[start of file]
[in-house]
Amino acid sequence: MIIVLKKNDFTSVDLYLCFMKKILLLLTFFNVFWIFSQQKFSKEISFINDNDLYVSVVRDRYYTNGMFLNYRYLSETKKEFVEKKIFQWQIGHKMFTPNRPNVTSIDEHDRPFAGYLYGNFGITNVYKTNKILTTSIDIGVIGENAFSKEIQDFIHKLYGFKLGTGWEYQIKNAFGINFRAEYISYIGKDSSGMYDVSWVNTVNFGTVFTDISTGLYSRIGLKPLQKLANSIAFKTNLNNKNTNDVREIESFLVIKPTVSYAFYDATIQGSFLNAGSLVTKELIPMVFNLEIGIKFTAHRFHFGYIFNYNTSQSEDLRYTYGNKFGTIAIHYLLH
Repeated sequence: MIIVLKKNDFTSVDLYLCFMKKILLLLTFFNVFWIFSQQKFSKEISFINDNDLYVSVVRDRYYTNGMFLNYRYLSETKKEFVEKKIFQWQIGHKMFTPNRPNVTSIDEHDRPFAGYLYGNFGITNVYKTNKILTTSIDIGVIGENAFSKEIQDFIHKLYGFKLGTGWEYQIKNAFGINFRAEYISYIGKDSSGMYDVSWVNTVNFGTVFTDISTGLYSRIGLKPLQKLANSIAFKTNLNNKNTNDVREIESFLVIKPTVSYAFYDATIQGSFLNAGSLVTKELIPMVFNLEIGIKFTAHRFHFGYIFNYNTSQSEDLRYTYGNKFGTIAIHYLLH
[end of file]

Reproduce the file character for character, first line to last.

[in-house]
Amino acid sequence: MIIVLKKNDFTSVDLYLCFMKKILLLLTFFNVFWIFSQQKFSKEISFINDNDLYVSVVRDRYYTNGMFLNYRYLSETKKEFVEKKIFQWQIGHKMFTPNRPNVTSIDEHDRPFAGYLYGNFGITNVYKTNKILTTSIDIGVIGENAFSKEIQDFIHKLYGFKLGTGWEYQIKNAFGINFRAEYISYIGKDSSGMYDVSWVNTVNFGTVFTDISTGLYSRIGLKPLQKLANSIAFKTNLNNKNTNDVREIESFLVIKPTVSYAFYDATIQGSFLNAGSLVTKELIPMVFNLEIGIKFTAHRFHFGYIFNYNTSQSEDLRYTYGNKFGTIAIHYLLH
Repeated sequence: MIIVLKKNDFTSVDLYLCFMKKILLLLTFFNVFWIFSQQKFSKEISFINDNDLYVSVVRDRYYTNGMFLNYRYLSETKKEFVEKKIFQWQIGHKMFTPNRPNVTSIDEHDRPFAGYLYGNFGITNVYKTNKILTTSIDIGVIGENAFSKEIQDFIHKLYGFKLGTGWEYQIKNAFGINFRAEYISYIGKDSSGMYDVSWVNTVNFGTVFTDISTGLYSRIGLKPLQKLANSIAFKTNLNNKNTNDVREIESFLVIKPTVSYAFYDATIQGSFLNAGSLVTKELIPMVFNLEIGIKFTAHRFHFGYIFNYNTSQSEDLRYTYGNKFGTIAIHYLLH